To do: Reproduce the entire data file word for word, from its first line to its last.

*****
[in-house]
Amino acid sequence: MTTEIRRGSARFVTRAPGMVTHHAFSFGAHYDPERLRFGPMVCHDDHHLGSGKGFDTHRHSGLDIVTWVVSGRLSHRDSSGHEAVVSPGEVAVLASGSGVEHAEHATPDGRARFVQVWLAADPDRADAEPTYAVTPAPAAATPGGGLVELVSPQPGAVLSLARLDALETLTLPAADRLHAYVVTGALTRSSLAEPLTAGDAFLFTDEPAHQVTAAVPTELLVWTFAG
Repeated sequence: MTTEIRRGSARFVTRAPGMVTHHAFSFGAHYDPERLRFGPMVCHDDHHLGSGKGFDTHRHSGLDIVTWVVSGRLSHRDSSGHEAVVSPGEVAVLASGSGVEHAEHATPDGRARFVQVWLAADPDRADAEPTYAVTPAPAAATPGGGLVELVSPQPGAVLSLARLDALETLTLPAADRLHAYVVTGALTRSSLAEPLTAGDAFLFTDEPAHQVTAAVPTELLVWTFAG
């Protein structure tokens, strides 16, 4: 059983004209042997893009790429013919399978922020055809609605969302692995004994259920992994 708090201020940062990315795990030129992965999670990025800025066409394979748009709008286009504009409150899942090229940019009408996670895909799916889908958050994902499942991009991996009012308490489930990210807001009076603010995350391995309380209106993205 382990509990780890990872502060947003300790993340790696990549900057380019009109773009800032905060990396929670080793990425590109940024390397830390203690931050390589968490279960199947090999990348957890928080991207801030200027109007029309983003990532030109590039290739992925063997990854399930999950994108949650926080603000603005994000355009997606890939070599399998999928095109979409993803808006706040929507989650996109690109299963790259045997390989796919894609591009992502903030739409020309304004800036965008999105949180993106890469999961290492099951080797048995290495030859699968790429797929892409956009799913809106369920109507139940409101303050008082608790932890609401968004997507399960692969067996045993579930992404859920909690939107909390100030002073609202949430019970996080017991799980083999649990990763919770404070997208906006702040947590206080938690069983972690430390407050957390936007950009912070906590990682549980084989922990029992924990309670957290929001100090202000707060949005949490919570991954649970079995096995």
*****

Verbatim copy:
[in-house]
Amino acid sequence: MTTEIRRGSARFVTRAPGMVTHHAFSFGAHYDPERLRFGPMVCHDDHHLGSGKGFDTHRHSGLDIVTWVVSGRLSHRDSSGHEAVVSPGEVAVLASGSGVEHAEHATPDGRARFVQVWLAADPDRADAEPTYAVTPAPAAATPGGGLVELVSPQPGAVLSLARLDALETLTLPAADRLHAYVVTGALTRSSLAEPLTAGDAFLFTDEPAHQVTAAVPTELLVWTFAG
Repeated sequence: MTTEIRRGSARFVTRAPGMVTHHAFSFGAHYDPERLRFGPMVCHDDHHLGSGKGFDTHRHSGLDIVTWVVSGRLSHRDSSGHEAVVSPGEVAVLASGSGVEHAEHATPDGRARFVQVWLAADPDRADAEPTYAVTPAPAAATPGGGLVELVSPQPGAVLSLARLDALETLTLPAADRLHAYVVTGALTRSSLAEPLTAGDAFLFTDEPAHQVTAAVPTELLVWTFAG
């Protein structure tokens, strides 16, 4: 059983004209042997893009790429013919399978922020055809609605969302692995004994259920992994 708090201020940062990315795990030129992965999670990025800025066409394979748009709008286009504009409150899942090229940019009408996670895909799916889908958050994902499942991009991996009012308490489930990210807001009076603010995350391995309380209106993205 382990509990780890990872502060947003300790993340790696990549900057380019009109773009800032905060990396929670080793990425590109940024390397830390203690931050390589968490279960199947090999990348957890928080991207801030200027109007029309983003990532030109590039290739992925063997990854399930999950994108949650926080603000603005994000355009997606890939070599399998999928095109979409993803808006706040929507989650996109690109299963790259045997390989796919894609591009992502903030739409020309304004800036965008999105949180993106890469999961290492099951080797048995290495030859699968790429797929892409956009799913809106369920109507139940409101303050008082608790932890609401968004997507399960692969067996045993579930992404859920909690939107909390100030002073609202949430019970996080017991799980083999649990990763919770404070997208906006702040947590206080938690069983972690430390407050957390936007950009912070906590990682549980084989922990029992924990309670957290929001100090202000707060949005949490919570991954649970079995096995």